The Alchemist

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A gypsy woman whom Santiago meets at the beginning of the novel. She interprets his recurring dream about the Egyptian Pyramids as a sign that he should travel to that place and seek a great treasure. As payment, she makes Santiago promise her 1/10th of the total of his treasure. When Santiago eventually finds the treasure, he holds true to this promise.

The Fortune-teller Quotes in The Alchemist

The The Alchemist quotes below are all either spoken by The Fortune-teller or refer to The Fortune-teller. For each quote, you can also see the other characters and themes related to it (each theme is indicated by its own dot and icon, like this one:
The Pursuit of Your Personal Legend Theme Icon
). Note: all page and citation info for the quotes below refers to the Harper One edition of The Alchemist published in 2014.
Part One Quotes

“You came so that you could learn about your dreams,” said the old woman.

“And dreams are the language of God. When he speaks in our language, I

can interpret what he has said. But if he speaks in the language of the soul,

it is only you who can understand.”

Related Characters: The Fortune-teller (speaker), Santiago
Page Number: 15
Explanation and Analysis:

Santiago has a recurring dream of a child guiding him to a treasure near the Egyptian Pyramids, and he decides to seek the help of a fortune-teller in interpreting the dream. The fortune-teller offers these cautionary words when Santiago requests her interpretative skills. This quote introduces several ideas that will be important throughout the novel. First, there is the active role that God and spirituality play in this book. Santiago does not operate without divine guidance. He is continually presented with omens that appear either through the physical world or in the words of other people. The fortune-teller believes Santiago’s dreams, which a reader might suppose to be naturally occurring, to be direct information from God. This places the reader into a context in which information from God is real and important to the plot of the novel. Furthermore, this information from God can come in one of two forms: human language or the language of the soul. The fortune-teller does not explain the language of the soul, but it reappears in the novel.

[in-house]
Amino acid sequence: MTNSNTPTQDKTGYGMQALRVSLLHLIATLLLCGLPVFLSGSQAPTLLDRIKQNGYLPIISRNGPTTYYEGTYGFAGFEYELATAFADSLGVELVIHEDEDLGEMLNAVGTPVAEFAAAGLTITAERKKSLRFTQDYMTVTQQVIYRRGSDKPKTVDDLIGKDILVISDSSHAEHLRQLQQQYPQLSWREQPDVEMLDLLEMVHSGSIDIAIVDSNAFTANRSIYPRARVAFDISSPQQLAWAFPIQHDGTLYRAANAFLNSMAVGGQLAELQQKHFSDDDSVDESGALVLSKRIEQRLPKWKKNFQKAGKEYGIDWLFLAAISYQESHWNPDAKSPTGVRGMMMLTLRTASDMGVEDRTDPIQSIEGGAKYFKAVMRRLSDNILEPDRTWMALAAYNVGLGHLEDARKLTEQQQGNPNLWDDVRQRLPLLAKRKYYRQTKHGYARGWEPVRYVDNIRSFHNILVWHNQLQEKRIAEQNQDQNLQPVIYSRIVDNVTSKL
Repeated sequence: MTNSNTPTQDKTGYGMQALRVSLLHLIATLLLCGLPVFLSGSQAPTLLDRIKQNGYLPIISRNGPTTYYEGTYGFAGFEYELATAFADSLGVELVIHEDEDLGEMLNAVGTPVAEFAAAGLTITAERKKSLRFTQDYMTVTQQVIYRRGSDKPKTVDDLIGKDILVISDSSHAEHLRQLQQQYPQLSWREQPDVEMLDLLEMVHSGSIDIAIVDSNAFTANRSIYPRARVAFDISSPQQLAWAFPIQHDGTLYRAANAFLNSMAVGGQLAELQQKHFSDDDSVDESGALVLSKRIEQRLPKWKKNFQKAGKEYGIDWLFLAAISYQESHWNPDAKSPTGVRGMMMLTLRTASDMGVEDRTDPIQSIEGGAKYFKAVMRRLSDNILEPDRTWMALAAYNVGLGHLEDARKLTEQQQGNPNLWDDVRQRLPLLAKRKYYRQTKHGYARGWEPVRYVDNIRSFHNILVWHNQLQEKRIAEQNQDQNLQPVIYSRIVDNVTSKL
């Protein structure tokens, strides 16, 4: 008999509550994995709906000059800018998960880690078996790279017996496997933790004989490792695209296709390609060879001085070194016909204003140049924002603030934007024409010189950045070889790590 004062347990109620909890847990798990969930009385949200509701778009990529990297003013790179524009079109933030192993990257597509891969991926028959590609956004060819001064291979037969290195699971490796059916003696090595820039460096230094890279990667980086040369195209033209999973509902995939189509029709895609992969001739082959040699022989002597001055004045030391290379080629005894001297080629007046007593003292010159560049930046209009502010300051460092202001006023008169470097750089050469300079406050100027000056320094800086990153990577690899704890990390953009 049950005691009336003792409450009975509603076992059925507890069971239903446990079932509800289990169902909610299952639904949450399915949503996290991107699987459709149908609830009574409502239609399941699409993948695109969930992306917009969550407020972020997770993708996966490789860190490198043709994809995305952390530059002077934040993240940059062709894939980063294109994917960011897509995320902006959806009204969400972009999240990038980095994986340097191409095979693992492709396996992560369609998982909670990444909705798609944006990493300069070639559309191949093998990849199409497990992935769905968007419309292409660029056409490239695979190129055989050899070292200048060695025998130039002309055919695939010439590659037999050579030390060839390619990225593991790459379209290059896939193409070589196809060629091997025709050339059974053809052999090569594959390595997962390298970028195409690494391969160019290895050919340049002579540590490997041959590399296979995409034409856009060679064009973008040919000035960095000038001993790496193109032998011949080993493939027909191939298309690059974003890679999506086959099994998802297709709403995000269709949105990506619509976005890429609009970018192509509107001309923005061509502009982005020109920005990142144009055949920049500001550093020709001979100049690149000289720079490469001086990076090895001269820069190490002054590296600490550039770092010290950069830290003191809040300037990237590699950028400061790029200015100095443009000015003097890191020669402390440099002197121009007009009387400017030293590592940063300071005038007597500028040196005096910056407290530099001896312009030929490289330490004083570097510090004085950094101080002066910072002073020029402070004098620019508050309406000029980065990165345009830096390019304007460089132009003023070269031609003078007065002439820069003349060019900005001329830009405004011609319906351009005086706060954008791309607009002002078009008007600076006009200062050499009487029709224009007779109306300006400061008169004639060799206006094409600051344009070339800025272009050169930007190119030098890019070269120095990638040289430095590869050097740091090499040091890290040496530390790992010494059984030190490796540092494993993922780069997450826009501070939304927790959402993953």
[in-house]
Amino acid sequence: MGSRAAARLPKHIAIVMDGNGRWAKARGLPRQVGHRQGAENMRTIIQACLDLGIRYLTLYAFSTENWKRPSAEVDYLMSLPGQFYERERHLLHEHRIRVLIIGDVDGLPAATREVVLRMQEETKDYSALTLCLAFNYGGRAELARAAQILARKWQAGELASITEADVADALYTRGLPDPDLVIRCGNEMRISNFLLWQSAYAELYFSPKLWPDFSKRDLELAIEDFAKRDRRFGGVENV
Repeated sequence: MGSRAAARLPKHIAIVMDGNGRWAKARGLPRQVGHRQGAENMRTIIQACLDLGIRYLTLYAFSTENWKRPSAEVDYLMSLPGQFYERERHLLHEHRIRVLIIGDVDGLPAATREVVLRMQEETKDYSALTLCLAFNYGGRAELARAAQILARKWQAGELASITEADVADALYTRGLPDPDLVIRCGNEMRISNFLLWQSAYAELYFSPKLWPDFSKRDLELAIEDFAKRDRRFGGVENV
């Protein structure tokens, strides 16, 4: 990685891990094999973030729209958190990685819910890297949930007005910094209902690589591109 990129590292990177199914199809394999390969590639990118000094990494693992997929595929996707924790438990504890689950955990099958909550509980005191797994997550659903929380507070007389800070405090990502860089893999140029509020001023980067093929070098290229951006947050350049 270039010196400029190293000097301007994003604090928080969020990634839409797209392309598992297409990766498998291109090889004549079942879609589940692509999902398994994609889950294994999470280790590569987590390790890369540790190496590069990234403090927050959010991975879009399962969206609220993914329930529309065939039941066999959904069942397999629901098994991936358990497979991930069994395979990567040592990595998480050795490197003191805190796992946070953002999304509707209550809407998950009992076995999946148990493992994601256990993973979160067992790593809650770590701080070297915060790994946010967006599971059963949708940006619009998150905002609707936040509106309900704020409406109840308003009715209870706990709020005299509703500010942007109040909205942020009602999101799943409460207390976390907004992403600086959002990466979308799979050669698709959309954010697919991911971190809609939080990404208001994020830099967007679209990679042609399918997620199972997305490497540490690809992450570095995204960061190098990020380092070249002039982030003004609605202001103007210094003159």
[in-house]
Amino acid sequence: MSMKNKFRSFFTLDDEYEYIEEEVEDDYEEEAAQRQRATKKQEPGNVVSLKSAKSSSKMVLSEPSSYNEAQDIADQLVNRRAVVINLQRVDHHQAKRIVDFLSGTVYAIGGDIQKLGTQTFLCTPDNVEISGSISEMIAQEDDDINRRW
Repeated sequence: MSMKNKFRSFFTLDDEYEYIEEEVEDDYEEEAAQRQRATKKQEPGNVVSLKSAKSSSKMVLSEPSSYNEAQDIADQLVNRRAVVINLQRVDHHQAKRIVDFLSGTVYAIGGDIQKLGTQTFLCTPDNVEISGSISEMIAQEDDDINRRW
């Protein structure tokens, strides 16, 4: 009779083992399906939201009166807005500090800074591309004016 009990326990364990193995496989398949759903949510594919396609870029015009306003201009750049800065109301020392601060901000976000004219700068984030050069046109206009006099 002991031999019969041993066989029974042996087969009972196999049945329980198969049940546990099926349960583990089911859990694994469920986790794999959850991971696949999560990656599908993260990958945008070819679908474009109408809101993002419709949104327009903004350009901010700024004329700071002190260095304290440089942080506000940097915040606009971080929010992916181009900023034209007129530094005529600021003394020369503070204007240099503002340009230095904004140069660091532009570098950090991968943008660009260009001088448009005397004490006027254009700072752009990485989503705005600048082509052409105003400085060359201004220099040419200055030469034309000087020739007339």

Later in the novel, Santiago learns, through his study of the philosophy of alchemy, how to connect with the world and other beings. He describes this connection at first in terms of a "universal language of the soul." This language of the soul transcends regular language boundaries, as well as the boundaries of species and elements. Through this universal language, Santiago is able to understand the wind and the desert, hawks and the horse he rides. Because this universal language is linked to God in this early passage, the connection between all things is seen as a spiritual connection throughout the novel.

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Epilogue Quotes

He thought of the many roads he had traveled, and of the strange way God had chosen to show him his treasure. If he hadn’t believed in the significance of recurrent dreams, he would not have met the Gypsy woman, the king, the thief, or…“Well, it’s a long list. But the path was written in the omens, and there was no way I could go wrong,” he said to himself.

Related Characters: Santiago (speaker), Melchizedek (the Old Man), The Fortune-teller, The Thief (the Young Man)
Page Number: 169
Explanation and Analysis: